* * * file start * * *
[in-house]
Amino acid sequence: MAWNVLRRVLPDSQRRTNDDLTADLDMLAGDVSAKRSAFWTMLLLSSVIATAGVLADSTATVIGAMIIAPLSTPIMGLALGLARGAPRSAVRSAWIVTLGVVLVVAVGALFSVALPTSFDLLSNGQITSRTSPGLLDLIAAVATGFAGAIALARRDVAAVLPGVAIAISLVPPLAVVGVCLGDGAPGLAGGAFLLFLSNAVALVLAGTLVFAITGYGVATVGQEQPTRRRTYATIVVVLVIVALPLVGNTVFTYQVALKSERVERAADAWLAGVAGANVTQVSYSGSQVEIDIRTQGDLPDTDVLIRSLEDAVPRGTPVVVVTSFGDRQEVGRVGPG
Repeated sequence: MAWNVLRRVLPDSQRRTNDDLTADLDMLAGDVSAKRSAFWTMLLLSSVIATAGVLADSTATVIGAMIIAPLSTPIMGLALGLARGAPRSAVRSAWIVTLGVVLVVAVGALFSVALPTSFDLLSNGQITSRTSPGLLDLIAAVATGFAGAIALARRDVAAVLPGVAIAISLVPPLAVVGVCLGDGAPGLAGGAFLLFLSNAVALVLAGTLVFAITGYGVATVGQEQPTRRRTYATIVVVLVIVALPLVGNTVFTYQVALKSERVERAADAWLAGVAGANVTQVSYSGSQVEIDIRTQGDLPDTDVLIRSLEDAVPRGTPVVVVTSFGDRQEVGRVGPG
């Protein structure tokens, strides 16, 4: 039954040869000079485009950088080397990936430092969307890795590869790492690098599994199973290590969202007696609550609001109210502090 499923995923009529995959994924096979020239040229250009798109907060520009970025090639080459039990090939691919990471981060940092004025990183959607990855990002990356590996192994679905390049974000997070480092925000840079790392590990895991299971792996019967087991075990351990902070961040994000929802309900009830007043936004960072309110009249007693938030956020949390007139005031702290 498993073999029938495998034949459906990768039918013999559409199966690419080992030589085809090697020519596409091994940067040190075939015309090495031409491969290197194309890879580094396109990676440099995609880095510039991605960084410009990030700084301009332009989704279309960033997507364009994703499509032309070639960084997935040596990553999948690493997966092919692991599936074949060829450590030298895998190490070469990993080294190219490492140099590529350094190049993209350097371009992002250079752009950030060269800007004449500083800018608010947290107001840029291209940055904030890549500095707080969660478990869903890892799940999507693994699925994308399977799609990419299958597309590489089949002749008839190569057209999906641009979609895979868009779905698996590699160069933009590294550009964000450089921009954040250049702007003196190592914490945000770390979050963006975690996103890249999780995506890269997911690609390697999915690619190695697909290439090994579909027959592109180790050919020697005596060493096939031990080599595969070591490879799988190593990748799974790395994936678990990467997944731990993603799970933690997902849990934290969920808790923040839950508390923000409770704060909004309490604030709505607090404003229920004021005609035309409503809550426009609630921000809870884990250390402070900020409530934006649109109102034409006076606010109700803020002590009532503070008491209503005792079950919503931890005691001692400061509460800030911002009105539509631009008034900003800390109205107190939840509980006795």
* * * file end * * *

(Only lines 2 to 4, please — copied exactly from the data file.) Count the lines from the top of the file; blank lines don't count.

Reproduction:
Amino acid sequence: MAWNVLRRVLPDSQRRTNDDLTADLDMLAGDVSAKRSAFWTMLLLSSVIATAGVLADSTATVIGAMIIAPLSTPIMGLALGLARGAPRSAVRSAWIVTLGVVLVVAVGALFSVALPTSFDLLSNGQITSRTSPGLLDLIAAVATGFAGAIALARRDVAAVLPGVAIAISLVPPLAVVGVCLGDGAPGLAGGAFLLFLSNAVALVLAGTLVFAITGYGVATVGQEQPTRRRTYATIVVVLVIVALPLVGNTVFTYQVALKSERVERAADAWLAGVAGANVTQVSYSGSQVEIDIRTQGDLPDTDVLIRSLEDAVPRGTPVVVVTSFGDRQEVGRVGPG
Repeated sequence: MAWNVLRRVLPDSQRRTNDDLTADLDMLAGDVSAKRSAFWTMLLLSSVIATAGVLADSTATVIGAMIIAPLSTPIMGLALGLARGAPRSAVRSAWIVTLGVVLVVAVGALFSVALPTSFDLLSNGQITSRTSPGLLDLIAAVATGFAGAIALARRDVAAVLPGVAIAISLVPPLAVVGVCLGDGAPGLAGGAFLLFLSNAVALVLAGTLVFAITGYGVATVGQEQPTRRRTYATIVVVLVIVALPLVGNTVFTYQVALKSERVERAADAWLAGVAGANVTQVSYSGSQVEIDIRTQGDLPDTDVLIRSLEDAVPRGTPVVVVTSFGDRQEVGRVGPG
């Protein structure tokens, strides 16, 4: 039954040869000079485009950088080397990936430092969307890795590869790492690098599994199973290590969202007696609550609001109210502090 499923995923009529995959994924096979020239040229250009798109907060520009970025090639080459039990090939691919990471981060940092004025990183959607990855990002990356590996192994679905390049974000997070480092925000840079790392590990895991299971792996019967087991075990351990902070961040994000929802309900009830007043936004960072309110009249007693938030956020949390007139005031702290 498993073999029938495998034949459906990768039918013999559409199966690419080992030589085809090697020519596409091994940067040190075939015309090495031409491969290197194309890879580094396109990676440099995609880095510039991605960084410009990030700084301009332009989704279309960033997507364009994703499509032309070639960084997935040596990553999948690493997966092919692991599936074949060829450590030298895998190490070469990993080294190219490492140099590529350094190049993209350097371009992002250079752009950030060269800007004449500083800018608010947290107001840029291209940055904030890549500095707080969660478990869903890892799940999507693994699925994308399977799609990419299958597309590489089949002749008839190569057209999906641009979609895979868009779905698996590699160069933009590294550009964000450089921009954040250049702007003196190592914490945000770390979050963006975690996103890249999780995506890269997911690609390697999915690619190695697909290439090994579909027959592109180790050919020697005596060493096939031990080599595969070591490879799988190593990748799974790395994936678990990467997944731990993603799970933690997902849990934290969920808790923040839950508390923000409770704060909004309490604030709505607090404003229920004021005609035309409503809550426009609630921000809870884990250390402070900020409530934006649109109102034409006076606010109700803020002590009532503070008491209503005792079950919503931890005691001692400061509460800030911002009105539509631009008034900003800390109205107190939840509980006795």